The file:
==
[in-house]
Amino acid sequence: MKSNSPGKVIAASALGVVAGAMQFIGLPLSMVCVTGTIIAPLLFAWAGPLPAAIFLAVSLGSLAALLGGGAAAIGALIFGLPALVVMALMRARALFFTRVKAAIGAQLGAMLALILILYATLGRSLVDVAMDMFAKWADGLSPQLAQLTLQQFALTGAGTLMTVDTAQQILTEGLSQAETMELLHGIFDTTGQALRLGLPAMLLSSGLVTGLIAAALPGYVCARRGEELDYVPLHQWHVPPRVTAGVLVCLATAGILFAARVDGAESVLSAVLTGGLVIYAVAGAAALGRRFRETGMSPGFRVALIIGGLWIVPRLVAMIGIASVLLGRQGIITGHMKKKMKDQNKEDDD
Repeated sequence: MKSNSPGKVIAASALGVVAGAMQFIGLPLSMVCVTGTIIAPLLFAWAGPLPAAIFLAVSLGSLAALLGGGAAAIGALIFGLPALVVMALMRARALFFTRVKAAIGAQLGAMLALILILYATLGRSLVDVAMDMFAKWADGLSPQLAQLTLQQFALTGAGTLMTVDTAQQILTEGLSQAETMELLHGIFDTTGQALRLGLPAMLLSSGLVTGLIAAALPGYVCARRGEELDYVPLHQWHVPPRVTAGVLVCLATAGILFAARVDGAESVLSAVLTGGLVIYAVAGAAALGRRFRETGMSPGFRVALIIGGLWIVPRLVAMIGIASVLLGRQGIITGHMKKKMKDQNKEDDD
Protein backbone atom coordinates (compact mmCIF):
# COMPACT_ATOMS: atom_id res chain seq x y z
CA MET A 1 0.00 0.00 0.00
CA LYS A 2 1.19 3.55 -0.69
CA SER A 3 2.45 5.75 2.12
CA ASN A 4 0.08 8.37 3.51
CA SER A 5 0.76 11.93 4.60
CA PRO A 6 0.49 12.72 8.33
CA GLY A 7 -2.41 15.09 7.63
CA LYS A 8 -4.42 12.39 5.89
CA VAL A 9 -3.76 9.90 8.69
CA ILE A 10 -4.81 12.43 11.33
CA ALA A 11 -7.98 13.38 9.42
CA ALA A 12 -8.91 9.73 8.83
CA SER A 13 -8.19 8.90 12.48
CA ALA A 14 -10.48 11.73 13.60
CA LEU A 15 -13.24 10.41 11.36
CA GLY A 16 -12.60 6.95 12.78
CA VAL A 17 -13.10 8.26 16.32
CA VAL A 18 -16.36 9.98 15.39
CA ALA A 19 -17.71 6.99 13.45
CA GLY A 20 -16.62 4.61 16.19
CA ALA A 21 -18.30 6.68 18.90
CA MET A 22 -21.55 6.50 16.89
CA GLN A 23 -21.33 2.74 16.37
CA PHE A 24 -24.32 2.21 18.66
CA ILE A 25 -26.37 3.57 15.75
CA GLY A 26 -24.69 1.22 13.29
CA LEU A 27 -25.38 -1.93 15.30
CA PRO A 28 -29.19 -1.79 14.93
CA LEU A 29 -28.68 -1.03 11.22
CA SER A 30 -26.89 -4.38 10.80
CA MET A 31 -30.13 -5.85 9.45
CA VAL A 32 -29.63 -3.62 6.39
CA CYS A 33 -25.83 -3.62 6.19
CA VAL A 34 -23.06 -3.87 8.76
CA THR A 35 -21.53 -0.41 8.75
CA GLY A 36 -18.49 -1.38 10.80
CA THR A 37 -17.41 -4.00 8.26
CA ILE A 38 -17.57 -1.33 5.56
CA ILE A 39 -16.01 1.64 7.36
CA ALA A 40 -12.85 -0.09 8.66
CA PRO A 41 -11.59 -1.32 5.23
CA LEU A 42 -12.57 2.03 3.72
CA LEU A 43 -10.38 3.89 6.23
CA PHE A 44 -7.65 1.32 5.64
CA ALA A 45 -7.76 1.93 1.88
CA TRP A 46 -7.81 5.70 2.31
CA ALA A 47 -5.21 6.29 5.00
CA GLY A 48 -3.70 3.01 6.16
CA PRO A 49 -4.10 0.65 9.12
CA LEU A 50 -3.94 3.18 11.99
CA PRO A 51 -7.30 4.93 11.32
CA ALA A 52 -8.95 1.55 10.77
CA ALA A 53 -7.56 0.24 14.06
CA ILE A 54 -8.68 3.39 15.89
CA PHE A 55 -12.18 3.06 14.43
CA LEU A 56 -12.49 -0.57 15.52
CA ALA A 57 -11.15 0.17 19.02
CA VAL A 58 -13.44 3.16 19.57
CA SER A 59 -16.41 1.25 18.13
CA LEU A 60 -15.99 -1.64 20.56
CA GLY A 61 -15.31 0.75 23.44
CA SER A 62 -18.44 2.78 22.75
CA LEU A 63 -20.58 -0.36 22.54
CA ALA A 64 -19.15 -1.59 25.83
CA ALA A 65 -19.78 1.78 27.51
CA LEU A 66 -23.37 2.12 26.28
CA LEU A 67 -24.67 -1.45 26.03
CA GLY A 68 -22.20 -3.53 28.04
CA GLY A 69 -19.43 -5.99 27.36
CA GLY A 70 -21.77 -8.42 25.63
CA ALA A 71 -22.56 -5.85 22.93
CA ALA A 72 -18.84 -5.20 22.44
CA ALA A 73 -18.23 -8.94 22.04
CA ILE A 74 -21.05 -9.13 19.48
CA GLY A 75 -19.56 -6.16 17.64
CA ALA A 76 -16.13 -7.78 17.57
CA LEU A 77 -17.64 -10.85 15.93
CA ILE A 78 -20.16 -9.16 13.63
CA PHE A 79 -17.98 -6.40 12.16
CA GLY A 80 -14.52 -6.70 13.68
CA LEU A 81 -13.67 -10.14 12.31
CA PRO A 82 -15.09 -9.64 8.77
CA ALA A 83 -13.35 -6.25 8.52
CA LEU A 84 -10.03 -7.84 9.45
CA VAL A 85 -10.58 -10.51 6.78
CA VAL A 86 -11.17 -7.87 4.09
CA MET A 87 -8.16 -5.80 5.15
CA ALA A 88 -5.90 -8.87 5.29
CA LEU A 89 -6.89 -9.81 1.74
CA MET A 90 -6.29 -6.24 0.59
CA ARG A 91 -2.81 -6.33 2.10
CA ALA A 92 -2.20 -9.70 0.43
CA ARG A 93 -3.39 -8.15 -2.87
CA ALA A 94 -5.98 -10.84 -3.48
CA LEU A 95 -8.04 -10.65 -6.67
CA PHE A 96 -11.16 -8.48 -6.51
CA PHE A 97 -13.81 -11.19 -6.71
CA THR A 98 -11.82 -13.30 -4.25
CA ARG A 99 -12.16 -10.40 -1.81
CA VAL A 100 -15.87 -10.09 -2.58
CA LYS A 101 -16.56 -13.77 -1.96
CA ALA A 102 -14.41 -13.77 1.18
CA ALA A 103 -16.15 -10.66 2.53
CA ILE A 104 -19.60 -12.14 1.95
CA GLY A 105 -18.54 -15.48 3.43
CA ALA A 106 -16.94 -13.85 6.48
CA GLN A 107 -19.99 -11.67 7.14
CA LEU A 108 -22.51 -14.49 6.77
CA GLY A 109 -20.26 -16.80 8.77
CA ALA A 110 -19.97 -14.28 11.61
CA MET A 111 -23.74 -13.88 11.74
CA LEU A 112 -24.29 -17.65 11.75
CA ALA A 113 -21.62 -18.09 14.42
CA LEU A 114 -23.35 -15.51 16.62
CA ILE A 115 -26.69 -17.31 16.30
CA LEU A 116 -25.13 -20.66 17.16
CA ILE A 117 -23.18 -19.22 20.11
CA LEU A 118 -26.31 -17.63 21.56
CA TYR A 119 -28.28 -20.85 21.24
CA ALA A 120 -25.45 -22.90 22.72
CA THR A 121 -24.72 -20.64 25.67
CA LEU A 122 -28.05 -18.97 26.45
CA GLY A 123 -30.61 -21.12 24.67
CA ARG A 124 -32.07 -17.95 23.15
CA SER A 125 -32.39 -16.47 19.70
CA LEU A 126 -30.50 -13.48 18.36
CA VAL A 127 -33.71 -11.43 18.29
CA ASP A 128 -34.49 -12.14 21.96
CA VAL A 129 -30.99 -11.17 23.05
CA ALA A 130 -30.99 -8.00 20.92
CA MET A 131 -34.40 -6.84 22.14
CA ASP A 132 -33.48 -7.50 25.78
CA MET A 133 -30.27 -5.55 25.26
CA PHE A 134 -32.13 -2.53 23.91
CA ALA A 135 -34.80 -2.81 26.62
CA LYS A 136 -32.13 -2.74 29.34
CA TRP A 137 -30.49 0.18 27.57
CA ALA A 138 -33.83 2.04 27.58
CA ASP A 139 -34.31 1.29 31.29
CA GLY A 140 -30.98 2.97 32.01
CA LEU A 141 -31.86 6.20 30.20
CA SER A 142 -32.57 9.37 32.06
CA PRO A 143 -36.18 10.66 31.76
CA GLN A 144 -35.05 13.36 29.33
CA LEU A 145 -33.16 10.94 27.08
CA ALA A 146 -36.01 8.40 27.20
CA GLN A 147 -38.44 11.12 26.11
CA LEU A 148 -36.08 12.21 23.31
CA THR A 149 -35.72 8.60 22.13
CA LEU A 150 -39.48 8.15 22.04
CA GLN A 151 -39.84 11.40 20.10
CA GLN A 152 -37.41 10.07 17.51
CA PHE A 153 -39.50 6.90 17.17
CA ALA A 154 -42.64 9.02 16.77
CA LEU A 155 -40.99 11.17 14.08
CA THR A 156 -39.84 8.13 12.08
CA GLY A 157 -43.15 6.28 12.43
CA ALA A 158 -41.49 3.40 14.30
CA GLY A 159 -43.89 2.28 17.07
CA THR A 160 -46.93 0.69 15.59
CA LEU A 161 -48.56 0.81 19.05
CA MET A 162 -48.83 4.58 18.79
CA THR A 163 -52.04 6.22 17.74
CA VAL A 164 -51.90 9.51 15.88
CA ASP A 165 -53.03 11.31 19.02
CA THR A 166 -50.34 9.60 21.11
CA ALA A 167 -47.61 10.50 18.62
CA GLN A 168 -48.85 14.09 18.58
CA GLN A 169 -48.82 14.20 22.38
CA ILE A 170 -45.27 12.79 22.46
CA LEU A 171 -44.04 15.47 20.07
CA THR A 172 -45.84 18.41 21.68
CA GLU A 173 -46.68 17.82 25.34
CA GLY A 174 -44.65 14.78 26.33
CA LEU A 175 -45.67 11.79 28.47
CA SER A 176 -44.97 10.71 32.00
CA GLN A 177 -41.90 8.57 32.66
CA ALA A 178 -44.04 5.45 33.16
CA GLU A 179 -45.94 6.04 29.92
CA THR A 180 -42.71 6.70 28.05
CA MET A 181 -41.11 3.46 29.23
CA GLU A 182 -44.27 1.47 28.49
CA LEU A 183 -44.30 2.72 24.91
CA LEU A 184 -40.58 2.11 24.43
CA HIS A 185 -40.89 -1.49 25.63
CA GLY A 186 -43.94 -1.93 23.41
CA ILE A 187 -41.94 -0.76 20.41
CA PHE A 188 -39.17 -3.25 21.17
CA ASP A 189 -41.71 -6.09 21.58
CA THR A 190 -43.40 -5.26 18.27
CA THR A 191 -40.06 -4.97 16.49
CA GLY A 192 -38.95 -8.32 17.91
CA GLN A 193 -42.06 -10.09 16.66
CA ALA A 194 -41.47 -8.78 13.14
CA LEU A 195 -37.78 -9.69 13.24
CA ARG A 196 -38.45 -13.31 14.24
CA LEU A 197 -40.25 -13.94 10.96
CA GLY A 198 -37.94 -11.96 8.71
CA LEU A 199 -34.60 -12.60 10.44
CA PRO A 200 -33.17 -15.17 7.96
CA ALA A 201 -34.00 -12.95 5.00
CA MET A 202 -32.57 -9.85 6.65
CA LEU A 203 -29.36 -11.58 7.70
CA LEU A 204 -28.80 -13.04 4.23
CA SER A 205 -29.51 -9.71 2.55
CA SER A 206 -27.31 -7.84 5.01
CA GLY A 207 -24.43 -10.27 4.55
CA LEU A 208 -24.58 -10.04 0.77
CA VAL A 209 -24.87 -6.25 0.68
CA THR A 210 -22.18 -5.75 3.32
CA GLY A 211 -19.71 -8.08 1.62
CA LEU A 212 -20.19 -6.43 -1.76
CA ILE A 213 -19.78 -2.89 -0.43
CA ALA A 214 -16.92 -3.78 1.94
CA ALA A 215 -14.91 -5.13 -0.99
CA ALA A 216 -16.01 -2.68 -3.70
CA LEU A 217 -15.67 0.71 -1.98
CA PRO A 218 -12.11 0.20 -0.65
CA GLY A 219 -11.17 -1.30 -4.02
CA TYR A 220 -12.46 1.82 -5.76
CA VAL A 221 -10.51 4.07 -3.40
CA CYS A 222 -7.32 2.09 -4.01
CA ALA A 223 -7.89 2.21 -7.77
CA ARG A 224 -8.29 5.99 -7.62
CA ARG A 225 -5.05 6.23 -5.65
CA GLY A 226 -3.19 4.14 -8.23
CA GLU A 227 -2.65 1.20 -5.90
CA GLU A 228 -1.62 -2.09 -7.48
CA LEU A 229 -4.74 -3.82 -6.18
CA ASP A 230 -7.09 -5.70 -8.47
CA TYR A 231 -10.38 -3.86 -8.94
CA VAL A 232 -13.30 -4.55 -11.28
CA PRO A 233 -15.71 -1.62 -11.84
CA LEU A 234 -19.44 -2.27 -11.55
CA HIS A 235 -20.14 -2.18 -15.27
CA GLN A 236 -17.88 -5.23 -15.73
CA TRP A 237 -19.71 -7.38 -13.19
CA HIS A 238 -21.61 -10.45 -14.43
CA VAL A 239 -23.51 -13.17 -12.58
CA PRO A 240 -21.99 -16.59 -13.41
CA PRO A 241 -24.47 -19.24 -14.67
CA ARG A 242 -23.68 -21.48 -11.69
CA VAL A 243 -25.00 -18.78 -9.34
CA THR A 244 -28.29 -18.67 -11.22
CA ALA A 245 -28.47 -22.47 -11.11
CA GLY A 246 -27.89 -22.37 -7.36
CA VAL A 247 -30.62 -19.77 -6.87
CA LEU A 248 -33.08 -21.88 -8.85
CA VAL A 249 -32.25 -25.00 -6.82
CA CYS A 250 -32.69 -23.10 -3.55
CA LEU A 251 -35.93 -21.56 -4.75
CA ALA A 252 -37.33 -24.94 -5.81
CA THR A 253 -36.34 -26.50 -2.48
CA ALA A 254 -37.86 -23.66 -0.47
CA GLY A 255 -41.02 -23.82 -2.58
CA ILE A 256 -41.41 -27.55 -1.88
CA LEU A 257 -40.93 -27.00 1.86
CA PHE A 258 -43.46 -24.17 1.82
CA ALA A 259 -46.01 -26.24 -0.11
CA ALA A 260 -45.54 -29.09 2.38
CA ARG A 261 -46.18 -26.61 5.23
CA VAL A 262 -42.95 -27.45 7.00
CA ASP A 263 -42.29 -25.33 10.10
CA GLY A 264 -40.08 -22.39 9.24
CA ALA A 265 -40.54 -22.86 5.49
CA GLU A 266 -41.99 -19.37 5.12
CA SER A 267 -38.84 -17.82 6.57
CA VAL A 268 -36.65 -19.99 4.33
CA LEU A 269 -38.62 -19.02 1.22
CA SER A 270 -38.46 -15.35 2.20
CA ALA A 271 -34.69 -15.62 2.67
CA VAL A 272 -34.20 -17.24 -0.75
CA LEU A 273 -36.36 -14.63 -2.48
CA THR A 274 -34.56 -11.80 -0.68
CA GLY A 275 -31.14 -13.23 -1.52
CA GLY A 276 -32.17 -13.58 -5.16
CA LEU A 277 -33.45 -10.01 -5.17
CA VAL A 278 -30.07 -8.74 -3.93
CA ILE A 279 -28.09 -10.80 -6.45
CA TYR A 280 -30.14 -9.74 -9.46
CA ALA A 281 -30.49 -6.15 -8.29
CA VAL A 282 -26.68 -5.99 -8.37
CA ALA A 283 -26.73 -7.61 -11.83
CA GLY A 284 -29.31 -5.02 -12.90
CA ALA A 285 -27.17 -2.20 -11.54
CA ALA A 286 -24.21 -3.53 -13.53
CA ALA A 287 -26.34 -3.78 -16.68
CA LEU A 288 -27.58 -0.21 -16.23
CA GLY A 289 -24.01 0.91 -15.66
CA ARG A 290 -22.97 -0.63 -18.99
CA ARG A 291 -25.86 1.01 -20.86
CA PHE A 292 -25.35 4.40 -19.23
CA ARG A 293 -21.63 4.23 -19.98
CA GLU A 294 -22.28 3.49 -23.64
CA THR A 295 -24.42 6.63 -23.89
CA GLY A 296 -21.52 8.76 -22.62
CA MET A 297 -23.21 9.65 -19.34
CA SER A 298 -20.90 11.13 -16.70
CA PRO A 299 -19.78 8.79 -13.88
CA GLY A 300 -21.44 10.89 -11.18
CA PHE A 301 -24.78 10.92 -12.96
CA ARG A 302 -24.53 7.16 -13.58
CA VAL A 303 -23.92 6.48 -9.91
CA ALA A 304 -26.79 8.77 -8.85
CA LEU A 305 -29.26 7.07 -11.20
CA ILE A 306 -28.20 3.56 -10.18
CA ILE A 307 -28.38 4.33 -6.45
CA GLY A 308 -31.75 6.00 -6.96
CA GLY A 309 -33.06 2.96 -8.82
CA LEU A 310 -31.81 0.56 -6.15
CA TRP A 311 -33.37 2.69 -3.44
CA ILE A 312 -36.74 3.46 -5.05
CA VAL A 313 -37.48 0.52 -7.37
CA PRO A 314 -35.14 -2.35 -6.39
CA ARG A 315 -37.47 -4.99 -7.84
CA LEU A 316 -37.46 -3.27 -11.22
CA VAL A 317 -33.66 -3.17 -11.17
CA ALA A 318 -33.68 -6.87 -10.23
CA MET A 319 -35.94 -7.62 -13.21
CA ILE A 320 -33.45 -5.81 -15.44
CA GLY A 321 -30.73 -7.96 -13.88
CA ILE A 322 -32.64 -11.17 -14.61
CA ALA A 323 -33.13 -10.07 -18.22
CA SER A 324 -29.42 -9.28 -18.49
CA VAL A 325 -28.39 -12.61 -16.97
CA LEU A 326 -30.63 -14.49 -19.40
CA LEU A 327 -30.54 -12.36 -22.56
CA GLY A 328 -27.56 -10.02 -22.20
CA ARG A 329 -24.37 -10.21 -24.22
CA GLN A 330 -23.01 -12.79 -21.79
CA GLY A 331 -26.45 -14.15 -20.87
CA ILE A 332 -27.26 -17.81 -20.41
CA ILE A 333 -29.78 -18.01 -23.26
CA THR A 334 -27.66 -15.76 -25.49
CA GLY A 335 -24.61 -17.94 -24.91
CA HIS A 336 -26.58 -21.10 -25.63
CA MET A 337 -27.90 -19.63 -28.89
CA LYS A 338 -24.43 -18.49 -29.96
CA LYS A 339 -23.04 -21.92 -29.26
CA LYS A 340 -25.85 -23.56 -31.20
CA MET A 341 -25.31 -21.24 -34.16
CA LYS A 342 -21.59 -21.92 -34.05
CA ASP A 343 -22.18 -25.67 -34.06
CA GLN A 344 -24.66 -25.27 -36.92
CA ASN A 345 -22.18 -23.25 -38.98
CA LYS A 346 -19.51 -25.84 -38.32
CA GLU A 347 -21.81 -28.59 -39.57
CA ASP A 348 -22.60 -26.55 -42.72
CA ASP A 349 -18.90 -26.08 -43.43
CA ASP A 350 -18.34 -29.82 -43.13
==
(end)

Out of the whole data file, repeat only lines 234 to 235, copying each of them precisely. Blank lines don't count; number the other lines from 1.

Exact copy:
CA LEU A 229 -4.74 -3.82 -6.18
CA ASP A 230 -7.09 -5.70 -8.47